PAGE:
5 Tips For Gardening On A Slope

If your home features a sloped garden, you probably know how difficult it can be to design, build, and maintain. There are countless ways to plan out a sloped garden, and there isn't necessarily a right way to do it. That said, there are several things that you will want to avoid as you choose plants, add interest, and build onto your sloped garden. This awkward space bears almost as many dangers as opportunities. Before you get started, you'll want to look out for things such as water runoff, erosion, and growing conditions, as taught by Mississippi State University Extension, but we'll get into that a little later.

For now, you should know that sloped gardens are awash with exciting possibilities. Depending on the climate you live in, your slanted yard can become the most beautiful tiered vertical garden filled with seasonal flowers or it can act as an informal garden area that ebbs and flows with an array of native plants that show off a soft, yet wild aesthetic. Before losing yourself to the sloped garden of your dreams, check out these five tips for creating a lovely sloped garden that is also easy to care for.

Build a barrier

Garden walls such as terraces and retaining walls are a great place to start when you plan to grow plants on a slope. Often, these barriers are necessary for a clean and cohesive look that will last for several years. Sloped gardens need level areas cut into them for easy access to the beds and to hold back the soil. Not to mention, these barriers can increase the value of your home. When you put up a retaining wall, it creates clear borders and slows soil erosion. By making good use of your sloped landscaping space, you can create a gorgeous garden that is beautiful, functional, and simple to maintain.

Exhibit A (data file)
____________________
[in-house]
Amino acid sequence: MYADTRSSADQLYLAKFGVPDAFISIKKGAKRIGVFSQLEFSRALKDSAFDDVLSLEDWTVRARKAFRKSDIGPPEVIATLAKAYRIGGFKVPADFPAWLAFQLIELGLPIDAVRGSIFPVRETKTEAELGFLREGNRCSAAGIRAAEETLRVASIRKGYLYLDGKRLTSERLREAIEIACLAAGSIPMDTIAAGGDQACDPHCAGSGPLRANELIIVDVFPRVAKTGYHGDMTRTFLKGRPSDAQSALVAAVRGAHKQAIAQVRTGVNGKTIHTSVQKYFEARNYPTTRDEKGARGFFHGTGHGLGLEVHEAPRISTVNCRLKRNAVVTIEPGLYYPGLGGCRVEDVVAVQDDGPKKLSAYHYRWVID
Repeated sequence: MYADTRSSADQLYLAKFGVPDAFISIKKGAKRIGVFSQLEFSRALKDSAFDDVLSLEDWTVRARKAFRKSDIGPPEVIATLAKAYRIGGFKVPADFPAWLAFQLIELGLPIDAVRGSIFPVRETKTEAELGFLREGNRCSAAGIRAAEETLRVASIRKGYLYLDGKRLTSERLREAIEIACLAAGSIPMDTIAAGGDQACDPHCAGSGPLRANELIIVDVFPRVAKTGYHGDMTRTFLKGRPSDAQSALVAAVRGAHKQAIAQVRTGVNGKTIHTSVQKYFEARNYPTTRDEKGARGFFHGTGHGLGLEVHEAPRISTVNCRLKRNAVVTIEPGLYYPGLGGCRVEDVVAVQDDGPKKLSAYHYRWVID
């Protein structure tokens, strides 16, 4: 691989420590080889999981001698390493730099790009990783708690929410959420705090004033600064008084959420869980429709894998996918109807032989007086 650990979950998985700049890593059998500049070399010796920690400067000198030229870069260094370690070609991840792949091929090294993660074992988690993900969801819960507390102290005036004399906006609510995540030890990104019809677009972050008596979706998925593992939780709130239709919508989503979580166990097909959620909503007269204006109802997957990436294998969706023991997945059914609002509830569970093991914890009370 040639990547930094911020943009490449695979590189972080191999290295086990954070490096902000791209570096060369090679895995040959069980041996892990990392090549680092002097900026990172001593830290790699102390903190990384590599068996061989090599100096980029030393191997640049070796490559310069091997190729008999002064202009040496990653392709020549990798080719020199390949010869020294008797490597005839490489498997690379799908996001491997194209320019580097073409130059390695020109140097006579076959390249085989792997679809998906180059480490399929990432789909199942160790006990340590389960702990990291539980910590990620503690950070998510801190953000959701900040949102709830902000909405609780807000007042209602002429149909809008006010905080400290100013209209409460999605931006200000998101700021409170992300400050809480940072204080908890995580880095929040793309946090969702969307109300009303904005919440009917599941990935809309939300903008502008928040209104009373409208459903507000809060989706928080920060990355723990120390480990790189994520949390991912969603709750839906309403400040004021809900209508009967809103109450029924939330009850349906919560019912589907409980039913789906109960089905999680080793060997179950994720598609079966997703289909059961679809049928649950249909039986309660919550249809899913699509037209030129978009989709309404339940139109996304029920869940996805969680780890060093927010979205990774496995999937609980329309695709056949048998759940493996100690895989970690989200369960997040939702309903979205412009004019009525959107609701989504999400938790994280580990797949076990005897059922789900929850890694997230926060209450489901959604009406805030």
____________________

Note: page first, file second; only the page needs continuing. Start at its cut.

According to Bear Creek Landscaping and Construction, building a barrier can be tricky. You will need quite a few heavy-duty tools such as a plate compactor, a round point shovel, a square tip shovel, and more to get the job done. If you have experience in outdoor building projects, there are many resources online that go in-depth with each step needed to DIY your own retaining wall. Less experienced builders may consider hiring a local landscaping company for the project.

Choose the right plants

One of the most important tips for successfully growing a garden on a slope is to choose the right plants. Not every flower, herb, and shrub can handle the stress of growing on a hill. As mentioned by Greenwood Nursery, certain vining species and shallow rooting plants can be killed after heavy rainfall washes them down the slope. Still, many other plants grow beautifully on this difficult terrain. In particular, low-growing ground cover plants, ornamental grasses, small shrubs, and hardy perennials thrive in these areas.

As with any garden, you must consider the growing conditions on your slope. Note the sun exposure, soil moisture, soil type, and any cover from tall trees and structures, as recommended by Purdue University. When you know what you are working with, you can begin choosing the best plants to grow in that area. For shady garden plots, you can use wild ginger, bunchberry bushes, hosta plants, or lady ferns. In sunnier areas, plants such as Indian grass, catmint, spiderwort, and shrub roses survive well.